May 29, 2024
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The Importance of Holocaust Education

As soon as our children are born, we start worrying about what will hurt them and what will make them sad. My heart always breaks when I think about my children eventually learning about the Holocaust. My 8-year-old daughter is entering third grade this year and that is when children are slowly introduced to the Holocaust and the events that took place. I thought I had until Yom HaShoah, which takes place in late April, before needing to have any conversations with my daughter about the topic. Then this summer my daughter came to me and asked, “Mommy, what are Nazis?”

My heart stopped for a second and I asked where she came across Nazis. She was reading a book in which the main character remarks that she would rather face Nazis than deal with whatever it was she was dealing with. The way I explained it to my daughter was that there were two World Wars and Germany/the Nazis thought that they were better than everyone else: Jews, black people, Polish people, etc. Because they believed this, they tried to put everyone else in jail and steal all their property and belongings. This is why other countries, America, England, etc., joined the war in order to stop the Nazis. My daughter’s reaction was, “Wow, the character must really hate what she’s doing because the Nazis were really bad.” If only she knew the truth behind her words.

This interaction led me to think about what my children will be taught about the Shoah and how they will be taught about it. The way that I have been inculcated was that the Jews were powerless and “led like sheep to the slaughter.” There was nothing they could do to fight back. They didn’t have Israel to run to or an army to defend them.

Looking back as an adult I wonder if we do ourselves a disservice by saying we were “led like sheep to the slaughter” or were powerless and couldn’t fight back. We definitely didn’t have the manpower that we have today nor did we have our refuge, Israel. Because of this we will never allow another Holocaust to happen. However, I disagree with the idea of telling our children that we were complacent like sheep and unable to fight back because, despite being powerless, we definitely did fight back, and as Jews we have always fought back. I believe this idea needs to be more of a focus and should be highlighted when learning about the Holocaust.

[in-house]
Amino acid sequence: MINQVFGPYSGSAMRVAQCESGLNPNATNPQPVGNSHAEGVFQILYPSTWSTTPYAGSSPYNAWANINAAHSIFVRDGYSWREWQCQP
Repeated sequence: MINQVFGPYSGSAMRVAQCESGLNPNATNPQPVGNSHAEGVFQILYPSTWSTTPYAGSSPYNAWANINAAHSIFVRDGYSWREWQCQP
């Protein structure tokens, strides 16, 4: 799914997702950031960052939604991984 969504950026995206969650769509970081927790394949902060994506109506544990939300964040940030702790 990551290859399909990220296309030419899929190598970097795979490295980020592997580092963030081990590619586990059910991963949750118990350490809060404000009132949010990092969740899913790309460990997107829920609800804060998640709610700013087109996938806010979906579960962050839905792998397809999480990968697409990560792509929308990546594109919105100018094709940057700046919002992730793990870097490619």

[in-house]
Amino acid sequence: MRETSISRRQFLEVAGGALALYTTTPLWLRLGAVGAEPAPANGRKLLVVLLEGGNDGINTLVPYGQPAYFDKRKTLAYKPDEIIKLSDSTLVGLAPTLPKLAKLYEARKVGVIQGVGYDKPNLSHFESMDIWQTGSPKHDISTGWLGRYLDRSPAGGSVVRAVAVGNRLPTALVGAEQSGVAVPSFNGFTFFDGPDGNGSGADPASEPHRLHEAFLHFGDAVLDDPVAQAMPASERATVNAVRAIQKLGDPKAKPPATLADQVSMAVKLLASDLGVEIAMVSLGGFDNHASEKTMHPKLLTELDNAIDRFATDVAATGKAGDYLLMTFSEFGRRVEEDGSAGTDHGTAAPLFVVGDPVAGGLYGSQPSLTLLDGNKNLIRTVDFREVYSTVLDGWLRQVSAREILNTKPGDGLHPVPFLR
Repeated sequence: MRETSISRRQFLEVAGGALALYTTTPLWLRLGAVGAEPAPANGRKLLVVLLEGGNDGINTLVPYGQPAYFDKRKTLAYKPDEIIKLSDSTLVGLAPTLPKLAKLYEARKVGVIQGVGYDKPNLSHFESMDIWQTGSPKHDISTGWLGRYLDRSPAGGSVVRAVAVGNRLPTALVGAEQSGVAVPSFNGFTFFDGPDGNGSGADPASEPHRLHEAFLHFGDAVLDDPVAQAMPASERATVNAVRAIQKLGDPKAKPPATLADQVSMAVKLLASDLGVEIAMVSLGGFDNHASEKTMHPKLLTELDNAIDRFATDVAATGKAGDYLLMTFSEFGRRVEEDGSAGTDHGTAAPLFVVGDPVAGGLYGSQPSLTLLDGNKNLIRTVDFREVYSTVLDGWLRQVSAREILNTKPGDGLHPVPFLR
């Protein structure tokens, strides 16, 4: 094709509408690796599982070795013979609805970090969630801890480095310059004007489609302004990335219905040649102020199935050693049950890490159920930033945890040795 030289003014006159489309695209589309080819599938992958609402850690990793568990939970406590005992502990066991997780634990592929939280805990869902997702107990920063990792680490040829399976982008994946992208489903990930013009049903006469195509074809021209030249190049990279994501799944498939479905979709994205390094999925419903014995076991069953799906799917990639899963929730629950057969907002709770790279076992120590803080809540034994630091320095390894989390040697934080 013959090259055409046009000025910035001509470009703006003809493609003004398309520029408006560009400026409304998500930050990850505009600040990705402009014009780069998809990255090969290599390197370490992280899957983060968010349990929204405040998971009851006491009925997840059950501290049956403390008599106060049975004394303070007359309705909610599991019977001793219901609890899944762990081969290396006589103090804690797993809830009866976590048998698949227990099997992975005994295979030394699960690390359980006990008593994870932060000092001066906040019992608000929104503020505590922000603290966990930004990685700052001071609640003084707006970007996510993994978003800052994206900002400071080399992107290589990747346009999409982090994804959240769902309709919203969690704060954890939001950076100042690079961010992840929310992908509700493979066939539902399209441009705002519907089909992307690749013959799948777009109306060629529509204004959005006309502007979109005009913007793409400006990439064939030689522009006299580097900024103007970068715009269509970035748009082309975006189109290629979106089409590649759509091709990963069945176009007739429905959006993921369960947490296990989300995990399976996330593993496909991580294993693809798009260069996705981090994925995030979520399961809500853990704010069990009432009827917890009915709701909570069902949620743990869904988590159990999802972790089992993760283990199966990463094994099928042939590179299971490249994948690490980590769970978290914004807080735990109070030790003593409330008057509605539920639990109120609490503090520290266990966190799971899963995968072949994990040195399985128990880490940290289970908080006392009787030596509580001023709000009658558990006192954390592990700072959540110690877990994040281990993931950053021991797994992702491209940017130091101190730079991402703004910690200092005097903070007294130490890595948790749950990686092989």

There are many instances of Jews fighting back and of efforts to protect and defend ourselves. The Warsaw Ghetto uprising was the first significant urban revolt against German occupation in Europe. About 700 Jewish fighters held off the Germans for 27 days, which was almost as long as the 35 days that all of Poland lasted against the German invasion. The Jews knew their efforts were futile but viewed them as a battle for the honor of the Jewish people, and they swore that they would be the ones to determine their own deaths.

The escape from the Sobibor extermination camp was the largest prison escape of WWII. Starved, Jewish prisoners planned and executed the escape by stealing weapons, cutting the phone and power lines, killing many of the German commandants and guards and culminating in hundreds of Jews storming the gates and fleeing for freedom.

There were so many Jews who fled and hid and ran to the forests to become partisans. The Bielski Partisan group was one of the largest and most significant Jewish resistance and rescue efforts. This group saved over 1,200 Jews, composed mostly of women, children and the elderly, while they simultaneously carried out sabotage missions. They disabled German trains, blew up rail beds, destroyed bridges, facilitated escapes from Jewish ghettos, and killed many Germans and Belorussian collaborators.

Even the Jews who were already on the way to their deaths still showed their strength and their courage. Not everyone in the death camps was given this choice, but the mothers and caregivers who chose to go with their children to the gas chambers in order to protect them until the last moment were not sheep; those were warriors.

This is my daughter’s legacy. She is part of a nation of warriors who are proud of their heritage. This is the lens under which I want my children to learn about the Holocaust. As they grow older and learn more details, these are the details I want them to know. I want the Jewish people’s strength and will to survive highlighted while my children learn about the horrible atrocities that were inflicted upon their people. It still breaks my heart when I imagine my children learning about the Holocaust, but I know that they will be proud of their nation and secure in knowing that this will never happen again—and in knowing that the Jews never go down without a fight.


Lauren Klahr, LCSW, specializes in working with those struggling with mental health concerns such as depression and anxiety. Lauren works virtually in private practice with those in New Jersey. She also works for Project S.A.R.A.H. with clients in domestic violence situations. To learn more or to schedule a consultation, please email: [email protected] or call (201) 357-0473.

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